From the outside, the Occupy Portland encampment is a confusion of tarps strung with crisscrossing yellow cords tied to Chapman and Lownsdale’s giant elms. Passersby also see signs—a nearly unbroken wall of signs—condemning Wall Street, “Banksters” and the 1 percent, the tiny sliver of Americans who control 40 percent of the nation’s wealth.
“We are the 99%,” says one. “Veterans are the 99%,” says another. “Hip hop is the 99%.” On the back of a Hollywood Video closeout-sale placard someone has written, “Smile! The entire world is watching.” (The “o” in world is a peace sign.) Another has a drawing of an extended middle finger: “Put a bird on it.”
Inside, the camps have a thicket of tents and a remarkable array of services. In Beta Camp, families with children have pitched their tents around Kids’ Camp, a tarped enclave that smells like talcum powder and is filled with boxes of crayons, stacks of DUPLO blocks, piles of dolls and a flag featuring Che Guevara.
“Honestly, I’ve never had a moment when I’ve doubted bringing my son here,” says Kate Sherman, who’s dressing her 16-month-old son, Tupac, in a fuzzy green onesie.
Alpha Camp has a 24-hour cafe with a plastic canteen of coffee. “Sorry! We are out of mugs,” says a sign. KBOO community radio broadcasts from a makeshift studio under a blue tarp, complete with an ON THE AIR light. They’re giving away sweaters and socks in the next booth. Other tents are named Relax, Octopi Portland, Beer Mecha. Across the sidewalk is Information, with tables covered with handbills. Next door is Safety/Peacekeeping.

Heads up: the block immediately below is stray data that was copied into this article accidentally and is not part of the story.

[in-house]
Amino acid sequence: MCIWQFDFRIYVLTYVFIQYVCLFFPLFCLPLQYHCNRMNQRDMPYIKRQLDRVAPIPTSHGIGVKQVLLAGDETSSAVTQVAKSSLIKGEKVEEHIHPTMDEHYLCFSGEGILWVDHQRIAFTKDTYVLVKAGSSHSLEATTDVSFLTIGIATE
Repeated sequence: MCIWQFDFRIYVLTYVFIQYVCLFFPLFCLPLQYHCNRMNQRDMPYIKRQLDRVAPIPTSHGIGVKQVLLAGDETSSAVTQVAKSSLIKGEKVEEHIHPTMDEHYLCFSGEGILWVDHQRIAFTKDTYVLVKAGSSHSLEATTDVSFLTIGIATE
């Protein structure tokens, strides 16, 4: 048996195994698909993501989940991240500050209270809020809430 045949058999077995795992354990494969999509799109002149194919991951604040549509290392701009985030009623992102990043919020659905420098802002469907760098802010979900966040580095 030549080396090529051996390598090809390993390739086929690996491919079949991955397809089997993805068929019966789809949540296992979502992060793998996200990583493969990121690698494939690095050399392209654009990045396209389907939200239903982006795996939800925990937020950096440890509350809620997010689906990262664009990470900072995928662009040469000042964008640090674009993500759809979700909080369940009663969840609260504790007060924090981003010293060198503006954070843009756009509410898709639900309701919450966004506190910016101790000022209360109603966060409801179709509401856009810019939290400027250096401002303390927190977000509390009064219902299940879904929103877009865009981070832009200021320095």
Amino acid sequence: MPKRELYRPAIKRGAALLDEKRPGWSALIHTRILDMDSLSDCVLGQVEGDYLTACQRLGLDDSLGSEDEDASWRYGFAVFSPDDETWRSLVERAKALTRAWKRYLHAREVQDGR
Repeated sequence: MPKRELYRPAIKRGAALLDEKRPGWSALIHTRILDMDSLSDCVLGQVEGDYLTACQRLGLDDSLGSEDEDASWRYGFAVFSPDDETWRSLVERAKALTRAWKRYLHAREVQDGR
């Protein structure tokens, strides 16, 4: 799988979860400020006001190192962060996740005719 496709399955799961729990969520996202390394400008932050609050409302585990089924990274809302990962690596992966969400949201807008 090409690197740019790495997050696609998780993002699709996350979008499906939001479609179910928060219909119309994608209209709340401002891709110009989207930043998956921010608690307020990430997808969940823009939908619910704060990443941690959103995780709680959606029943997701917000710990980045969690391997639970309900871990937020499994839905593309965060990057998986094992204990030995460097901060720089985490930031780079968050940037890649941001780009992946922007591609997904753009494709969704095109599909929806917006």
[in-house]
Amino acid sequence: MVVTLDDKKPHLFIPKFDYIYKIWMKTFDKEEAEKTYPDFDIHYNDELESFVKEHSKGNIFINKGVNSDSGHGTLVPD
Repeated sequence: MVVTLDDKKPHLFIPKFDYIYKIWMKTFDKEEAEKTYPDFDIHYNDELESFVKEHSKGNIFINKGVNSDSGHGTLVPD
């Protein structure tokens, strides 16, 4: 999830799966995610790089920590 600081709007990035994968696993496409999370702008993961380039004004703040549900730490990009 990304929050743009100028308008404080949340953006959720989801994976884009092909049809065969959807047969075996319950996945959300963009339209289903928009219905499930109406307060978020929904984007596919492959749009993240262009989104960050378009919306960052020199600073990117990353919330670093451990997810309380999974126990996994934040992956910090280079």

Nearby, there’s a noteboard marked “Missed (Romantic) Connections” where people have left yellow Post-its: “I love when you tickle me until I can’t breathe.” “I was the sexy guy with the ‘Free Therapy’ sign.” “Damon I am here! Love Mom.”
Another board urges responsibility. “No Means No,” says a poster. “I’m Not Sure Means No,” “You’re Not My Type Means No,” and “Let’s Just Go to Sleep Means No.”
It’s 10 paces from the part of Alpha Camp that feels like a utopian commune to the south side, known as “A” Camp, which has become a hangout for street kids.
Anarchists and crusty punks control “A” Camp. A kid stores a white Bic lighter in his stretched left ear-piercing hole. One man in a frayed sweater steps in front of strangers and says, “You want to see my testicles?”—and then holds a rubber scrotum in their faces.
Pit bulls are on leashes; two white huskies drink out of a Benson bubbler. A black-and-white pet rat scurries down the overalls of a woman in braids until only his tail shows. “I’m sorry,” she says, “he’s very antisocial.”
A kitten named Marley Killface perches on the shoulder of a man with a studded leather jacket. The kitten is wearing his own tiny leather jacket decorated with metal clothespins.
The Safety/Peacekeeping Committee has enlisted many of the street kids to help keep an eye out for trouble. “The homeless people are guarding the homeless people,” says Michael Withey, a clean-cut man in his 40s who volunteers on the Finance Committee. “And it’s just not working.”